Thomas Mann: Lover of Midrash and of Zionism

Dec. 10 2021

The German author Thomas Mann, who won the Nobel Prize for literature in 1929, was a vocal and public opponent of the Nazis for many reasons, their anti-Semitism among them. But he also exhibited a philo-Semitism that went far beyond an aversion to the vicious persecution of the Jews. As Shalom Goldman explains, Mann’s respect for the Jewish people became manifest while he was researching his epic retelling of the biblical story of Joseph and his brothers:

Like many others educated in the yeshiva tradition, I delighted in Mann’s use of midrashim, the [rabbinic] legends that supplement the spare narratives of the Bible. Mann accessed these legends through his own research, and through a network of European Jewish scholars he cultivated before he set to work on what would eventually be his four-volume, 1,500-page magnum opus on Joseph.

In 1930, Mann and his wife visited the Near East, where the novelist sought further inspiration:

[I]n British Mandate Palestine Mann and his wife placed an important concern on their itinerary—Zionism. The Manns visited Jerusalem, Tel Aviv, and a kibbutz, and were interviewed by the local English-language paper, The Palestine Bulletin. In the interview Mann emphasized his support for Zionism, and at the same time called for recognition of the rights of the Arabs of Palestine. As Mann’s biographer Donald Prater put it, the novelist found the visit to Palestine “of inestimable value for the background he needed. But he was alive too to the modern situation of Palestine and of the immense achievements of the Jewish settlers.”

A few years before this visit Mann expressed his sympathy for Zionism in a letter to the German Palestine Committee. “I can only say that one need not be a Zionist nor even a Jew to find the idea of awakening the land from its barren state, where such a tremendous evolution in the history of mankind has taken place from the days of the exiled people.”

Goldman finds himself surprised and disappointed that the writer Colm Toibin omits all of this from his recent novel about Mann’s life, focusing almost single-mindedly on what “Toibin considers the most important fact about him, that he was gay.” Thus, to Toibin, Mann’s Death in Venice, in which a man’s obsession with a teenage boy is central to the plot, is his most important novel. And in “Toibin’s retelling of Mann’s life, his tip to Venice as a young man is the only important journey.”

But perhaps Goldman shouldn’t be so surprised. To the people who write influential reviews of serious fiction, the story of a gay man living in an age of repression is a sympathetic one. The story of a Bible-reading Zionist, less so.

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Read more at Fathom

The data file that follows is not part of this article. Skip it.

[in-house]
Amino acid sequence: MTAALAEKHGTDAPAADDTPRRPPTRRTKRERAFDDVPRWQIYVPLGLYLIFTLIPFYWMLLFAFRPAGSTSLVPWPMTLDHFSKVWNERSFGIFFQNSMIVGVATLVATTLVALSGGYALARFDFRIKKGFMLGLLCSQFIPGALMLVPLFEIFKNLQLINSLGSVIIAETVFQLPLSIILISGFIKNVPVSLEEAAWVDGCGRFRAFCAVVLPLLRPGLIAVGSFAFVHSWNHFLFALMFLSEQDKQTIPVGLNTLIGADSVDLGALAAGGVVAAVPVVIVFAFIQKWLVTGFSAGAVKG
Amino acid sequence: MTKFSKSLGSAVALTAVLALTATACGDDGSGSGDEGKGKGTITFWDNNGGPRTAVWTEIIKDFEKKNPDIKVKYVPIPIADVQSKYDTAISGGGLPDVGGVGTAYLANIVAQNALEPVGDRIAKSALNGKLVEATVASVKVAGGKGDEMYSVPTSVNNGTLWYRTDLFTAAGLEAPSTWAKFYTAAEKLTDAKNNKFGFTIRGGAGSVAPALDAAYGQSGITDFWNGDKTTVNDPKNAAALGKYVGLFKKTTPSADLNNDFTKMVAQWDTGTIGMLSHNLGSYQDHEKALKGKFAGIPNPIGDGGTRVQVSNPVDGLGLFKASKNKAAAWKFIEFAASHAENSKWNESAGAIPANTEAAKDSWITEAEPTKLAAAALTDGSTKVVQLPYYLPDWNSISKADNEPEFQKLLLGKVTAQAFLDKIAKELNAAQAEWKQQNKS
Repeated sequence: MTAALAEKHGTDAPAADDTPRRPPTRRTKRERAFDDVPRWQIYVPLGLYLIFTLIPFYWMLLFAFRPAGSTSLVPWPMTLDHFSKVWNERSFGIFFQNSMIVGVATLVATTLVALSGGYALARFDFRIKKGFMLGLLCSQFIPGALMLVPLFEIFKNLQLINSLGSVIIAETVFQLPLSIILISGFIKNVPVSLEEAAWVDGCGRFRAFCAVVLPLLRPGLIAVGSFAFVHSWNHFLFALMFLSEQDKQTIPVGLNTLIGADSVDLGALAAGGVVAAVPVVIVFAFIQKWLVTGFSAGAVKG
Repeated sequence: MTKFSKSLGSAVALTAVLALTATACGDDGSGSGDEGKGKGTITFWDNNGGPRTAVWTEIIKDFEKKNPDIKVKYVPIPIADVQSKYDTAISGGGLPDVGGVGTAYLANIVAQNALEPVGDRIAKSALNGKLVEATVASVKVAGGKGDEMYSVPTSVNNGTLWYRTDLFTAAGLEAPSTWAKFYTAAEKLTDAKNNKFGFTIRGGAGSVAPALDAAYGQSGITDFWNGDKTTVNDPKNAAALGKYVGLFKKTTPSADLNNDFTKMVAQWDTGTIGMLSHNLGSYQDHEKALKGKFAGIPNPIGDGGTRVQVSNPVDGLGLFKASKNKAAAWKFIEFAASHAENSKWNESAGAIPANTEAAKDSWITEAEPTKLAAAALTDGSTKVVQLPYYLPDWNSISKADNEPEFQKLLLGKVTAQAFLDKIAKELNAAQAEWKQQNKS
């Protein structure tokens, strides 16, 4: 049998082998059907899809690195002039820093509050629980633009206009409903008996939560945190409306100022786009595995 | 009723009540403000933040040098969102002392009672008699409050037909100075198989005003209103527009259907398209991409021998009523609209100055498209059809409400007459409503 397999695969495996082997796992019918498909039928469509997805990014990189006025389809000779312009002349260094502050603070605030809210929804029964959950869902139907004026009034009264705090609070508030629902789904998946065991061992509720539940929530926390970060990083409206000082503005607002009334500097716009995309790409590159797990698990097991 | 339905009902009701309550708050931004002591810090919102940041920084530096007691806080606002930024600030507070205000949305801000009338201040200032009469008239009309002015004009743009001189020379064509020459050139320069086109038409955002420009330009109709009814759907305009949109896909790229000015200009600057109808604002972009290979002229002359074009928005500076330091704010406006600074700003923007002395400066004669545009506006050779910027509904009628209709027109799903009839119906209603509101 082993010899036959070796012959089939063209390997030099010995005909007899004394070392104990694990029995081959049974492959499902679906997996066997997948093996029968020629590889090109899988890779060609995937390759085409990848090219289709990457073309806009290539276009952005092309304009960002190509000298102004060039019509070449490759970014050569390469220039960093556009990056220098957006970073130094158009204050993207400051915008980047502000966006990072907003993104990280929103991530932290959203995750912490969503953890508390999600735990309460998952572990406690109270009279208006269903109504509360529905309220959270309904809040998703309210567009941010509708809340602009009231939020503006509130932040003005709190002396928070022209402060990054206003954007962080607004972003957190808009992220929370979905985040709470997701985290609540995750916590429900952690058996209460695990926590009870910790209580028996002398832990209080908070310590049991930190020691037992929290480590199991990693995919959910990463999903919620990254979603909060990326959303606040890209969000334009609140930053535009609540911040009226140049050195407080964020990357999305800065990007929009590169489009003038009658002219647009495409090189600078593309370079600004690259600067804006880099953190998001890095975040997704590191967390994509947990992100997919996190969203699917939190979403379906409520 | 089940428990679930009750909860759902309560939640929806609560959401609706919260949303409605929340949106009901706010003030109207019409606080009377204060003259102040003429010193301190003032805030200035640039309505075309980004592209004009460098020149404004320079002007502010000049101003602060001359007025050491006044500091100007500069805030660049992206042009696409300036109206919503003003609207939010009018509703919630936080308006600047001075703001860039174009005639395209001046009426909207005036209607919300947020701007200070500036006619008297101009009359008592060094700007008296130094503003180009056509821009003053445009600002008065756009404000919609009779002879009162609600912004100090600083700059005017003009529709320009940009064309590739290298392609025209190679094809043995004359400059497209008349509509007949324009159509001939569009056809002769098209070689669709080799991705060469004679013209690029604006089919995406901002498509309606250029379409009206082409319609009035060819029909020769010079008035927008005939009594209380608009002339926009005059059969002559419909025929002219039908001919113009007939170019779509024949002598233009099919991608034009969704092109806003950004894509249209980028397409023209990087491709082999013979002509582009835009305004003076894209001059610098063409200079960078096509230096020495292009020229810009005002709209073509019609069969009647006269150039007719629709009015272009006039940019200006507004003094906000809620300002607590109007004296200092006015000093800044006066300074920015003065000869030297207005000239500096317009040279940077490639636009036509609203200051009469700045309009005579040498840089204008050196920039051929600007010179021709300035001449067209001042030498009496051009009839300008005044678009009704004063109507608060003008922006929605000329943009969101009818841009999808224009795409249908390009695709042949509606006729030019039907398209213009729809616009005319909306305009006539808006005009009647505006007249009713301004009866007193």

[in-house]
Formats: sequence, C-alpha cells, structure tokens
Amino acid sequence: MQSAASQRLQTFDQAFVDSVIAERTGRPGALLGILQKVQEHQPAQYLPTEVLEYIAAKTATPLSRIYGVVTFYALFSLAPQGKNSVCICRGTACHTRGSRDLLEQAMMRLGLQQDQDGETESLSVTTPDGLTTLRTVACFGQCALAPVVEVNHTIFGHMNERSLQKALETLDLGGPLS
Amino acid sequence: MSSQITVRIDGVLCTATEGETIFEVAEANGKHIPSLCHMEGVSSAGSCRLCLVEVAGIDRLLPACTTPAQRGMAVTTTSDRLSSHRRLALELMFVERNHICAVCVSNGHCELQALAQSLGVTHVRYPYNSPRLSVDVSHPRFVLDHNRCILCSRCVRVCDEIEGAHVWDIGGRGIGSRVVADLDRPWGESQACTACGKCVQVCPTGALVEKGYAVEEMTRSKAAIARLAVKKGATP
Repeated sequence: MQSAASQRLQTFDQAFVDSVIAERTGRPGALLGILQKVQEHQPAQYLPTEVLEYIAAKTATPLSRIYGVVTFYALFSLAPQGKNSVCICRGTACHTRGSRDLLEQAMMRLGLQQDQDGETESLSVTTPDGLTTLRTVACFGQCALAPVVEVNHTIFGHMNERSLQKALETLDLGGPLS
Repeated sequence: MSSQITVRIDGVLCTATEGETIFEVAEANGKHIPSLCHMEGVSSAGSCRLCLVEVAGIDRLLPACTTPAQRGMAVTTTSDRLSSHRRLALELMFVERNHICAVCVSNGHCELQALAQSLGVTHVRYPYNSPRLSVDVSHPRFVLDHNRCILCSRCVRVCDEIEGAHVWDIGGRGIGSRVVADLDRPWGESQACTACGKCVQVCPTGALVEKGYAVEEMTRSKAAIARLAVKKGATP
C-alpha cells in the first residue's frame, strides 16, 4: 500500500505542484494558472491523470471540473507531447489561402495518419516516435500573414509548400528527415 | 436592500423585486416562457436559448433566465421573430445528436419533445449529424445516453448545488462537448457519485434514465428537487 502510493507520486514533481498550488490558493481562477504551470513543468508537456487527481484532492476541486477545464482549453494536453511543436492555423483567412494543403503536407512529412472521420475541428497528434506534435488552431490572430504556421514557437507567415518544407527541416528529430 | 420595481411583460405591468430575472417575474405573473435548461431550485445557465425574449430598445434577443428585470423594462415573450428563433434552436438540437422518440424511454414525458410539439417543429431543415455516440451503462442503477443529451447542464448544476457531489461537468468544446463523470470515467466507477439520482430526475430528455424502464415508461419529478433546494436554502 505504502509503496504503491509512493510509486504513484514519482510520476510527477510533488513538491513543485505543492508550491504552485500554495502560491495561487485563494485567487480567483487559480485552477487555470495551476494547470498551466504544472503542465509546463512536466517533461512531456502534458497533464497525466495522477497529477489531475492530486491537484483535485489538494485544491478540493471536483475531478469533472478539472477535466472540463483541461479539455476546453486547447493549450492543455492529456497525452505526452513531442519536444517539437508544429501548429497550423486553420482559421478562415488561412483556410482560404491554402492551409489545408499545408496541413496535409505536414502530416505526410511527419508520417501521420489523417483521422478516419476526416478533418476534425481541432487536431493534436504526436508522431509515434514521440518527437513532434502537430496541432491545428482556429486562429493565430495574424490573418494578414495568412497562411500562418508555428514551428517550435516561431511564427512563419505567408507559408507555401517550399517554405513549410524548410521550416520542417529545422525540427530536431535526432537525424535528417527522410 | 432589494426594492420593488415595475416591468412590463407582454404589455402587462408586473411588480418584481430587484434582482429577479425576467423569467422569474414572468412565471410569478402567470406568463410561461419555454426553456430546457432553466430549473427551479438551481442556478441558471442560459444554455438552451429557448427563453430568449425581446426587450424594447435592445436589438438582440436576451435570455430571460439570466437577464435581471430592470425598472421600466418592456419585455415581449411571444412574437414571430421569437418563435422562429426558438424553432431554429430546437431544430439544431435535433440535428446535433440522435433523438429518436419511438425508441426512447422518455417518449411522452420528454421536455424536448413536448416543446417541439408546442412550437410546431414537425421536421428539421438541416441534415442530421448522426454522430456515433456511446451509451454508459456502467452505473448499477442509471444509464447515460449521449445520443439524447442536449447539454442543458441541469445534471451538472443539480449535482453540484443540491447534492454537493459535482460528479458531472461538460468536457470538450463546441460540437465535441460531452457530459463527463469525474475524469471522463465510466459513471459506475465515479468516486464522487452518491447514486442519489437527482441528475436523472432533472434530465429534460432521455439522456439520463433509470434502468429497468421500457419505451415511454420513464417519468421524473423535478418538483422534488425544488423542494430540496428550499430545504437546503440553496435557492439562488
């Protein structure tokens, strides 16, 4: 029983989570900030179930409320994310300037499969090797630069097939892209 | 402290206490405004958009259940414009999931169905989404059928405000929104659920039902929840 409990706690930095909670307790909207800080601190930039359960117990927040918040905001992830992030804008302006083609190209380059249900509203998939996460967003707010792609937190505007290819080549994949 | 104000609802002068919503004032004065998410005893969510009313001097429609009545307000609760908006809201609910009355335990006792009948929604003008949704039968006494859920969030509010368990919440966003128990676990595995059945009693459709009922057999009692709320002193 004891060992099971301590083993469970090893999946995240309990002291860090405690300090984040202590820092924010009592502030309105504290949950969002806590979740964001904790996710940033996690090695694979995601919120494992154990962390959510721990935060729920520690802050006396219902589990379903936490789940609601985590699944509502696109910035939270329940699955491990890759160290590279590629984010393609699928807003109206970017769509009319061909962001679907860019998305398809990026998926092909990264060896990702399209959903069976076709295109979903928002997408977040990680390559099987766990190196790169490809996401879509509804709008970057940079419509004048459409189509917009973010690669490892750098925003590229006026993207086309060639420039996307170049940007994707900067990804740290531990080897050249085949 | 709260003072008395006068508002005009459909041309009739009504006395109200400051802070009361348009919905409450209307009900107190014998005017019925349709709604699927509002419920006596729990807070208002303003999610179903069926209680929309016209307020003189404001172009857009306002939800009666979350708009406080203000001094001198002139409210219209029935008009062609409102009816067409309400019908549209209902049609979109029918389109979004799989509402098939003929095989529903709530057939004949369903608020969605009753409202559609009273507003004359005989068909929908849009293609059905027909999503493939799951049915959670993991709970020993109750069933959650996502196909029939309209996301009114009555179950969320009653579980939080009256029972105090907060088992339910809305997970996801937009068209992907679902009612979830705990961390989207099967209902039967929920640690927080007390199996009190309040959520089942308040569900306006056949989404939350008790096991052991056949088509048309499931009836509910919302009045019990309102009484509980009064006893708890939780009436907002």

More about: Homosexuality, Literature, Mandate Palestine, Midrash, Philo-Semitism

Why Is Iran Acquiring Property in Venezuela?

In June Tehran and Caracas concluded a major twenty-year cooperation treaty. One of its many provisions—kept secret until recently—was the transfer of 4,000 square miles of Venezuelan land to Iranian control. Although the territory is ostensibly for agricultural use, Lawrence Franklin suspects the Islamic Republic might have other plans:

Hizballah already runs paramilitary training centers in restricted sections of Venezuela’s Margarita Island, a tourist area northeast of the country’s mainland. The terrorist group has considerable support from some of Venezuela’s prominent Lebanese clans such as the Nasr al-Din family, who reportedly facilitated Iran’s penetration of Margarita Island. . . . The Maduro regime has apparently been so welcoming to Iranian intelligence agents that some of Hizballah’s long-established Latin American network at the tri-border nexus of Brazil, Argentina, and Paraguay has been overtaken by Hizballah activities on Venezuela’s Margarita Island.

Iran’s alliance with Venezuela most importantly provides Tehran with opportunities to target U.S. interests in Latin America and potentially the southern United States. Iran, along with the Chinese Communist Party, is in the process of strengthening Venezuela’s military against the U.S., for instance by deliveries of military drones, which are also considered a threat by Colombia.

While air and seaborne arms deliveries are high-profile evidence of Iran’s ties with Venezuela, Tehran’s cooperation with Venezuelan intelligence agencies, although less visible, is also intense. The Islamic Republic’s support for Hizballah terrorist operations is pervasive throughout Latin America. Hizballah recruits from Venezuela’s ten-million-strong Lebanese diaspora. Iran and Hizballah cooperate in training of intelligence agents and in developing sources who reside in Venezuela and Colombia, as well as in the tri-border region of Brazil, Paraguay, and Argentina.

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More about: Iran, Latin America, Venezuela